Northern Kentucky’s Champions of Liberty Rally Features Leading Local and National Conservatives

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ERLANGER, Kentucky – The third annual Champions of Liberty event in northern Kentucky on August 9 featured six locally and nationally recognized leaders of the freedom and liberty movement.

Speakers included Kentucky Governor Matt Bevin, Chris Farrell, Director of Investigations and Research at Judicial Watch and former Ambassador and presidential candidate Dr. Alan Keyes, who was the keynote speaker.

In addition, U.S. Representatives and Freedom Caucus members Jim Jordan (R-OH-4), Warren Davidson (R-OH-8) and Thomas Massie (R-KY-4), who serves the district where the Champions of Liberty Rally was held. In a new twist, the Congressman would participate in a question and answer session from questions submitted by the attendees.

The event was sponsored by Align America Inc. and the Northern Kentucky Tea Party and held at the Receptions Event Center in Erlanger with about 200 people in attendance.

Align America is a non-partisan, non-profit and unbiased information resource to create and maintain government reform, connecting the American people to their elected representatives and inspire personal accountability and responsibility in all Americans, according to the organization’s website.

Brian Thomas, conservative talk show host from 55KRC, THE Talk Station covering national and local Cincinnati news, emceed the main rally that began at 6 p.m.

Four breakout sessions started at 3:45 p.m. and covered the wide-ranging topics of pensions, constitution basics, immigration and school choice.

One of the event’s co-sponsors, The Bluegrass Institute for Public Policy Solutions (BIPPS), is Kentucky’s only free-market think tank. The organization was founded in 2003 to advance freedom and prosperity by promoting free market capitalism, individual liberty and transparent government.

BIPPS President and CEO Jim Waters was the first speaker, invoking the name of Daniel Boone as the Commonwealth’s first champion of liberty in his rousing three-minute commentary.

Waters passionately encouraged the legislature in its upcoming session to blaze a new path for public charter schools, something Kentucky still doesn’t have, despite 43 other states and the nation’s capital having them; a tax credit scholarship for Kentucky’s neediest kids for even more school choice; pension reform; and, punitive taxes.

Shawn Themea, Vice President of Development for Young Americans for Liberty, after a show of hands that the younger generation may be lost to socialism, said the situation is not as dire as it seems.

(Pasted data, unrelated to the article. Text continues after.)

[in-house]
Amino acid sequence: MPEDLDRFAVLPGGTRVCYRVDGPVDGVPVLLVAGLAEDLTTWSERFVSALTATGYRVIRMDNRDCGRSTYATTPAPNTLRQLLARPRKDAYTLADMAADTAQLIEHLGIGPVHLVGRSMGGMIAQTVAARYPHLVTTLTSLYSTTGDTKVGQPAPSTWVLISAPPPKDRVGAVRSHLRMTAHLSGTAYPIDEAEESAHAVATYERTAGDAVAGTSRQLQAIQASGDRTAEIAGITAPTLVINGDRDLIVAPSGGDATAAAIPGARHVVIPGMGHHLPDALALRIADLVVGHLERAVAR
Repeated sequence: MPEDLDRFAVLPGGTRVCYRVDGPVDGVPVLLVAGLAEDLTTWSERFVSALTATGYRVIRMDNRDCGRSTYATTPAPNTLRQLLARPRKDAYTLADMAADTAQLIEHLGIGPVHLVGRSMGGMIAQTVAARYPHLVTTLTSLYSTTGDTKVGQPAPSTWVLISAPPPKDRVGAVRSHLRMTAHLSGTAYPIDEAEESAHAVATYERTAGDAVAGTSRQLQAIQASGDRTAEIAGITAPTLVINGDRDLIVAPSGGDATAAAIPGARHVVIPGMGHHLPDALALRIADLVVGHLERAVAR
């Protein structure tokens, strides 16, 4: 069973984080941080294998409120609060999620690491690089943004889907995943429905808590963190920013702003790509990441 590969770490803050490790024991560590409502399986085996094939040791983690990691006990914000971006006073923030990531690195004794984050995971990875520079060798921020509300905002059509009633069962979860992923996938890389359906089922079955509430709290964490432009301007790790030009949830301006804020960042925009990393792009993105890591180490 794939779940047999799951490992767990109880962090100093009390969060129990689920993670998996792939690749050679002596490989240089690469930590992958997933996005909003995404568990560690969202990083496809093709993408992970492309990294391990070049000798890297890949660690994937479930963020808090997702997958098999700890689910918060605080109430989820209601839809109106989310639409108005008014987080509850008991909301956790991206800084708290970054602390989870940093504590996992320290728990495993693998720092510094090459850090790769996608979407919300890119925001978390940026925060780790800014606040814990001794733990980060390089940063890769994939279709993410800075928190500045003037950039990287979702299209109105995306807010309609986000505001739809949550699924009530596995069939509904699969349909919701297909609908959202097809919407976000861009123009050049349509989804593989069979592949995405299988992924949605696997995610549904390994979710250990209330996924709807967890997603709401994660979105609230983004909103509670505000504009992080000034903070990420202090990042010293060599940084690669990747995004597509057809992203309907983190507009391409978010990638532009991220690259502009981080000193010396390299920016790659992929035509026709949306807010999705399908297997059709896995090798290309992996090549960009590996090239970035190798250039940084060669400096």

Through the organization’s effort, “Operation Win at the Door,” 30,000 doors were knocked – twice – by just 10 students for Savannah Maddox for State Representative of the 61st District. Maddox swept the November 2018 election with 67.8 percent of the 16,691 votes cast after bearing a fellow Republican in the May 2018 primary with 62.6 percent of the 3,969 votes cast.

In the holding elected representatives accountable category, Themea said Maddox in her first session sponsored constitutional carry and campus free speech legislation, both of which were signed into law by Governor Matt Bevin.

Themea encouraged attendees to refer young people or potential candidates to the organization and support them financially.

Following the energetic first two speakers, the six main rally participants entered the room to a standing ovation as they walked from a rear entrance, down a center aisle to the stage, where the applause continued as they stood in front of their chairs for a moment before sitting.

Governor Bevin, in his signature no-notes style, opened by talking about the insurmountable odds the founders faced and how they rallied behind the symbol of the flag and “Give me liberty or give me death.”

While President Reagan warned that freedom is never more than one generation away from extinction, Governor Bevin said it’s even more fragile than that.

Governor Bevin said we have become Thomas Paine’s “summer soldiers and sunshine patriots” and asked what we are willing to do against enmity. He said it’s not enough to come to the Champions of Liberty event with like-minded people, and questioned how many went out of their way to get 1, 3, 5 or even 10 people to come.

In light of the shootings earlier in the week in El Paso and Dayton, Governor Bevin said there is evil and that it is not war that destroys, but a crumbling society.

Recognizing that it would probably be taken out of context as a call for violence, Governor Bevin paraphrased Thomas Jefferson’s quote, “The tree of liberty must be refreshed from time to time with the blood of patriots and tyrants.”

Governor Bevin challenged, “How badly do you want this freedom?” He mentioned the apathy in the northern Kentucky area reflected in elections, “You don’t vote!”

Gesturing toward the American flag on the opposite side of the stage, Governor Bevin said it is not merely material, cloth and tassels, it represents values and the 1.5 million who have sacrificed.

An adoptive parent of four children with his wife Glenna, Governor Bevin said he had to mention that there are 10,000 in Kentucky’s foster care system, with 2,500 eligible to be adopted and 6,500 houses of worship. He challenged about the care for 2,500 kids “who just need a shot.”